Padilla case raises constitutional concerns, lawyers say

Questions are growing over the government’s detention of Jose Padilla without criminal charges. In a closed meeting with the Senate Judiciary Committee June 13, Justice Department officials said they will hold Padilla in custody indefinitely until the Bush administration decides its “war on terrorism” is over. The government says it will not file charges against him.

Padilla was arrested May 8 but not until June 10 did Attorney General John Ashcroft proclaim him to be a top terror suspect, claiming the government had unearthed “an unfolding terrorist plot to attack the United States by exploding a radioactive ‘dirty bomb.’” No specific evidence was cited.

Nevertheless, the Bush administration has labeled Padilla, a U.S. citizen born in Brooklyn, N.Y., an “enemy combatant.” The government transferred him to military custody June 10, thereby avoiding a court deadline that would have required him to be charged or released.

The Bush administration’s treatment of Padilla marks a new and dangerous turn, civil liberties advocates say. Up to now, the government applied the repressive measures of the Patriot Act to non-citizens. The Padilla case shows that this distinction “is easily being elided” by the Bush administration, David Cole, professor of law at Georgetown University, told the World.

Anthony D. Romero, American Civil Liberties Union (ACLU) executive director, said, “If a non-citizen like Zacarias Moussaoui can be tried in a regular court of law, surely a United States citizen can be afforded the same access to justice. The government has failed to justify why our traditional system of American justice should not apply in the case of Jose Padilla.”

Padilla’s lawyer, Donna Newman, said the status of enemy combatant does not apply to Padilla because Congress has not declared war. Newman told CNN she has no idea when or if she will be allowed to see her client. She says he has been denied the right to counsel, the right to due process, and the right to be charged by a jury. “The last time I looked at the Constitution, he still had constitutional rights,” Newman told reporters. This case should be a “constitutional concern for everybody,” she said.

The Padilla case is one of many that are raising civil liberties concerns. The Center for Constitutional Rights (CCR) filed a class action lawsuit April 17 on behalf of more than 80 immigrants detained by the Immigration and Naturalization Service (INS) since Sept. 11, with no criminal charges or evidence of involvement in terrorism. The suit charges, among other things, that plaintiffs were subjected to beatings, verbal abuse, solitary confinement and denial of the right to religious practice.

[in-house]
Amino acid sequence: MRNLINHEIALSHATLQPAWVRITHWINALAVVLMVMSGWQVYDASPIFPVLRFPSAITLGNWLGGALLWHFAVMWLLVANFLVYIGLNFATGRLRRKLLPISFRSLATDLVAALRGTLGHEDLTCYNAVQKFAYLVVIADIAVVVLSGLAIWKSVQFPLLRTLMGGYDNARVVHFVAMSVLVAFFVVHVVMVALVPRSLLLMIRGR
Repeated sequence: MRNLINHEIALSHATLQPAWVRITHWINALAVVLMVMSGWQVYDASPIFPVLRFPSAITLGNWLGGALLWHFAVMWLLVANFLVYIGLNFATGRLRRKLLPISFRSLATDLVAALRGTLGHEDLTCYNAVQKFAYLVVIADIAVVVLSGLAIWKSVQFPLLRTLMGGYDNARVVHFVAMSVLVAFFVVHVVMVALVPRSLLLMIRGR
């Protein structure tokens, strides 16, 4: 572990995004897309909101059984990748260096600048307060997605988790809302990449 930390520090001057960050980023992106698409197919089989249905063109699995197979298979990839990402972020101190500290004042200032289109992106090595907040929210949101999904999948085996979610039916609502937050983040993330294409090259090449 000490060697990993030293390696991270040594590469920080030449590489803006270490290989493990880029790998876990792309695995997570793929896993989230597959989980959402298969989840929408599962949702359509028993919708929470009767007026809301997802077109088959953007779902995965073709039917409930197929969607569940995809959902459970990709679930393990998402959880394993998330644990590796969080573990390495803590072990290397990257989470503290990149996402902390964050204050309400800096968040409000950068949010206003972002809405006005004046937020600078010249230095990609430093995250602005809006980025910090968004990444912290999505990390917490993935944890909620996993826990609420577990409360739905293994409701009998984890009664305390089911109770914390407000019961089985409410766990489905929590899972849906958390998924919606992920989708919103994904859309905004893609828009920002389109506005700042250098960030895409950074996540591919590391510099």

CCR Legal Director Bill Goodman said the Justice Department, FBI and INS “have engaged in a full-scale assault on the Bill of Rights. … What the [Justice Department, FBI and INS] do is use the immigration laws as a pretext for circumventing constitutional rights and, in so doing, they have violated those rights on a massive scale.”

The administration is “sacrificing the rights of some for the purported security of the rest of us,” civil liberties expert Cole told the World. The government’s actions, he said, are “problematic constitutionally” and also “undermine the legitimacy of a war on terrorism.”

Cole said these cases represent a “move away from prosecution of individual criminal action toward guilt by association.” The Bush administration is making it a crime to support even lawful organizations, “locking up people, not because of conduct, but because of vague associations,” he said.

In Defense of Freedom, a coalition of over 30 civil liberties groups, wrote to the House and Senate Judiciary Committees June 4 opposing recent changes by Ashcroft to the Attorney General’s Guidelines, giving the FBI a green light to spy on lawful religious and political organizations.

On June 22 the Massachusetts ACLU and labor, immigrant rights and other groups are holding a Rally in Support of Civil Liberties and the Rights of Immigrants, in the Boston Common.

The author can be reached at suewebb@pww.org